Younger generations are more interested in ethics and sustainability as the new status in luxury and are prepared to pay a premium for this.
Research published in De Beers Group’s latest Diamond Insight ‘Flash’ Report highlights that consumer attitudes towards provenance are changing as younger generations value ethics and sustainability assurances beyond simply knowing where a product originated.
Based on research conducted among 1,000 US consumers, the report found that while consumers aged 50 and above-cited quality factors as being their most important considerations relating to the provenance of luxury goods (for example, French champagne, Italian cashmere), the 18 to 34 age cohort over-indexed on factors such as ‘human rights,’ ‘environmental impact’ and ‘from a company whose values I agree with.’
The research also found that consumers who valued information about a product’s provenance were prepared to pay a premium for this assurance, with affluent consumers being the most likely to pay a premium. Sixty-four percent of all consumers and 73 percent of affluent consumers (those with a household income of more than US$150K per year) said they were willing to pay more for a product if its place of origin mattered to them. However, only seven percent of consumers said they believed it was ‘very easy’ to discover where their products originated from, while another 29 percent said it was only ‘somewhat easy’. More than half of consumers surveyed said it was ‘somewhat or very difficult to understand the story behind the items they buy.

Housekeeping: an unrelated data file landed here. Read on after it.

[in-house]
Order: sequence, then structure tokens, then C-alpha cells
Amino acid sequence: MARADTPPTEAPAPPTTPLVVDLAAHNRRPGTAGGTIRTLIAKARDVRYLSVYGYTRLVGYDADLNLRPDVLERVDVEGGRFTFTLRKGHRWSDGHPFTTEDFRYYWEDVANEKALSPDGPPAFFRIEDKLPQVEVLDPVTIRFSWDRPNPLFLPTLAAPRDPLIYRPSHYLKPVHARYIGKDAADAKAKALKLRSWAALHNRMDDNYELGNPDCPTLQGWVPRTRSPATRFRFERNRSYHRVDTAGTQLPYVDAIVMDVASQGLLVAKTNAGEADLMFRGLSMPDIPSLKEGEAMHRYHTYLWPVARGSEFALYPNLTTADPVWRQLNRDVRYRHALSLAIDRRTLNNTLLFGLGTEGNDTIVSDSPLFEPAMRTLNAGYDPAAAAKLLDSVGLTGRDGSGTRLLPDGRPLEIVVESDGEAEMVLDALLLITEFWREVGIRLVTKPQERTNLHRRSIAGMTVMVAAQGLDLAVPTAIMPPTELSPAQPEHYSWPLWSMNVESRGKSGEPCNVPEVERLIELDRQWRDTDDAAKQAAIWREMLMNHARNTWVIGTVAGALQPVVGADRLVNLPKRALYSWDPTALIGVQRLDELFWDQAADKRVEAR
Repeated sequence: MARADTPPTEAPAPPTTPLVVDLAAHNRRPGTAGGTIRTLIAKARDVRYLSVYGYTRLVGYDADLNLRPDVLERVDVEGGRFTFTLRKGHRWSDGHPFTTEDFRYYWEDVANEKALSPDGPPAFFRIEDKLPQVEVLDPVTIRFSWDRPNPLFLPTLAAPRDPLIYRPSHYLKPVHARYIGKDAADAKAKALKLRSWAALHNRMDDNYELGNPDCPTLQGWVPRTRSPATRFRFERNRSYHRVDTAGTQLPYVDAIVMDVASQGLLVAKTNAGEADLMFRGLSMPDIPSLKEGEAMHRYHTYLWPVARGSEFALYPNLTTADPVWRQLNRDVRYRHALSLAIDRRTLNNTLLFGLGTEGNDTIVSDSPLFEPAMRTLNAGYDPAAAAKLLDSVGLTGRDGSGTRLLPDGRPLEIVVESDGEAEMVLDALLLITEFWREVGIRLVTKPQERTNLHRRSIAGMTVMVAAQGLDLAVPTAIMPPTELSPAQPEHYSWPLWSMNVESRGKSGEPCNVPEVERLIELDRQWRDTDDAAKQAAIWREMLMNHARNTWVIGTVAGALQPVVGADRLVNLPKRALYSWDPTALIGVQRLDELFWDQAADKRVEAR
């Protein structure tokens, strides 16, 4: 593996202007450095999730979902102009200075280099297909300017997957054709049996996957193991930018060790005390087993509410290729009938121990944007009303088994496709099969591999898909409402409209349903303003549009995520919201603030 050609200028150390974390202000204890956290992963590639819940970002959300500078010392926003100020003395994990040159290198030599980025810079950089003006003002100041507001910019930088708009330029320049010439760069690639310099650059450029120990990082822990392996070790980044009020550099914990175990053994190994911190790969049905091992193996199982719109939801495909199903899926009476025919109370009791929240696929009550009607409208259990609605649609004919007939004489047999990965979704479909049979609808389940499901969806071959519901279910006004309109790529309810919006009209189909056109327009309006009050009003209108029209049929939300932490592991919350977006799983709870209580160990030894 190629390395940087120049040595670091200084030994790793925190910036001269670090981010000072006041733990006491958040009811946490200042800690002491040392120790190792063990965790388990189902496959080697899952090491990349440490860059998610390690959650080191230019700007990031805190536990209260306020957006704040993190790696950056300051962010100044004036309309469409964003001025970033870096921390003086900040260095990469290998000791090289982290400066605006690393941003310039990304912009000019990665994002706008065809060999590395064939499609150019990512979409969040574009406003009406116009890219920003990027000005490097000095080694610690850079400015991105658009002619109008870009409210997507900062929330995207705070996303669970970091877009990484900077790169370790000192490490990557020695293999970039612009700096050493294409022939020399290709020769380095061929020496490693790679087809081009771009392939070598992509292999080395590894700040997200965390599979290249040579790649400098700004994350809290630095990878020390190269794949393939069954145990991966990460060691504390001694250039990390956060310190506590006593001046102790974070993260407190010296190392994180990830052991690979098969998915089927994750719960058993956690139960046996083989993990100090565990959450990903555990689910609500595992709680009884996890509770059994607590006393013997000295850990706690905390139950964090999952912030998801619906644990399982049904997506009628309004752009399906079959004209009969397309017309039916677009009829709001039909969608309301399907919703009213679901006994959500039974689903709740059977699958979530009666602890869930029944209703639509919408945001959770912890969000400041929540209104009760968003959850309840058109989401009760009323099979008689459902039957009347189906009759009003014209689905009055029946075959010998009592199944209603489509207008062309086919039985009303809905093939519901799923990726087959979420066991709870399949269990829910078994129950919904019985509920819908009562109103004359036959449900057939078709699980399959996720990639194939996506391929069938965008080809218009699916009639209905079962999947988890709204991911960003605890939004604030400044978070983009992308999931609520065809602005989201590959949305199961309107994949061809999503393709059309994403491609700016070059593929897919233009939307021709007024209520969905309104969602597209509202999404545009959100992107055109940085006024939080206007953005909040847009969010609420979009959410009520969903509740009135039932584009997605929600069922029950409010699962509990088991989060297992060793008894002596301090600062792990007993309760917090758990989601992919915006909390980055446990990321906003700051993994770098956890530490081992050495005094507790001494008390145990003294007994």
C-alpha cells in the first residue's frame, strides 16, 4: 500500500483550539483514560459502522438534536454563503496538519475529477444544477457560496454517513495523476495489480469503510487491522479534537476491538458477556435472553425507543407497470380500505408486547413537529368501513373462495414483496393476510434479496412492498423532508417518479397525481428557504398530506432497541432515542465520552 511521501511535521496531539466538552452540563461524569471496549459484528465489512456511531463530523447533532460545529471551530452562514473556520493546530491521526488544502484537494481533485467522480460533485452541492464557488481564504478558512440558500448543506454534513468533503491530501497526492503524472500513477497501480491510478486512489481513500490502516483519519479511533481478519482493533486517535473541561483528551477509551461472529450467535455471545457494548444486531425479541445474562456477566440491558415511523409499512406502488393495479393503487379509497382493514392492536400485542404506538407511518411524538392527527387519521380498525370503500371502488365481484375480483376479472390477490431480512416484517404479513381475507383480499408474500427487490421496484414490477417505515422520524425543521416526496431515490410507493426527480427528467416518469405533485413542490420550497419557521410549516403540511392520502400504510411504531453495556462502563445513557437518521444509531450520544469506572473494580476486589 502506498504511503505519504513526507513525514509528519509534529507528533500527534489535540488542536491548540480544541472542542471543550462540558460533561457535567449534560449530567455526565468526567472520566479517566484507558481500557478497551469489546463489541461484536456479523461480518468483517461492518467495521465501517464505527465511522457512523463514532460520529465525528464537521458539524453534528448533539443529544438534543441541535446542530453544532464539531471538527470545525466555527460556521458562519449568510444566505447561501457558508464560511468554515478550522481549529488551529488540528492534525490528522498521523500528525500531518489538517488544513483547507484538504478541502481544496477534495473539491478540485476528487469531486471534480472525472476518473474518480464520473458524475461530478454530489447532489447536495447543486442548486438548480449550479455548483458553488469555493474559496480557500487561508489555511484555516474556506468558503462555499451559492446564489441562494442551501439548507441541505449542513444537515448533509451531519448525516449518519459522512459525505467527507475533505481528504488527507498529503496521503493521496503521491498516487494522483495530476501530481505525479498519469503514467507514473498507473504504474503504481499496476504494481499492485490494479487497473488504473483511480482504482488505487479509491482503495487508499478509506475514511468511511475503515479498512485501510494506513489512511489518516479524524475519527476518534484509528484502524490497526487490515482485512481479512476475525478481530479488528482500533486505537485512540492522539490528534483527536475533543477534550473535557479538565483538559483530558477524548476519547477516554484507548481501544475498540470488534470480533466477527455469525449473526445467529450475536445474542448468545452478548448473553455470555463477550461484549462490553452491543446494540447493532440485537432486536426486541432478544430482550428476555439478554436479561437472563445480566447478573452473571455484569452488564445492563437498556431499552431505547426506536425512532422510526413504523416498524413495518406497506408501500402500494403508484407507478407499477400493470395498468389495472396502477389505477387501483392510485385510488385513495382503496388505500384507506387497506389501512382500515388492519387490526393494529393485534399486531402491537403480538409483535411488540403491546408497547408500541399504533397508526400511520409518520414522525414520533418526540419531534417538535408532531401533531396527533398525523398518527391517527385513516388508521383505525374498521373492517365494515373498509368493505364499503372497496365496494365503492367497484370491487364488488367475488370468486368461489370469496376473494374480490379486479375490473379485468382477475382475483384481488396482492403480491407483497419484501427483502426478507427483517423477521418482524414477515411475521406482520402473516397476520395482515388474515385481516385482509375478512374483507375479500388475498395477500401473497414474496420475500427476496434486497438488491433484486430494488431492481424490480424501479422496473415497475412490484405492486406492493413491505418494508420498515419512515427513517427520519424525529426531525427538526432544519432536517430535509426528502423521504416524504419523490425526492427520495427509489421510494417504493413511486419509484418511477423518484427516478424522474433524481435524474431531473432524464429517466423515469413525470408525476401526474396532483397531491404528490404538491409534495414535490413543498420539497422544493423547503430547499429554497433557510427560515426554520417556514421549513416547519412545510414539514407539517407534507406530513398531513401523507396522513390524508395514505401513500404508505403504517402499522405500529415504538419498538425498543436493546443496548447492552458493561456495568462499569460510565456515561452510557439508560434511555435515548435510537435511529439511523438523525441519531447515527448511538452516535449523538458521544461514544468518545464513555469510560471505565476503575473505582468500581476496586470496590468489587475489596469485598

The study also found that while essential health and safety items such as food, cars and skincare ranked most highly as categories for which consumers were concerned about provenance, 34 percent said they ‘care a lot’ about luxury goods and 35 percent said the same about diamonds, highlighting that consumers are increasingly concerned about where and how their discretionary items are made.
Bruce Cleaver, CEO, De Beers Group, said: “It’s clear from this research that while provenance remains of high importance to luxury consumers, the meaning associated with provenance is shifting. Younger generations want assurance of the positive impact a product has created beyond simply knowing where it originated. This is creating a new status in luxury, where consumers want to show the world they care through their luxury purchases and are increasingly prepared to pay a premium to do so.”
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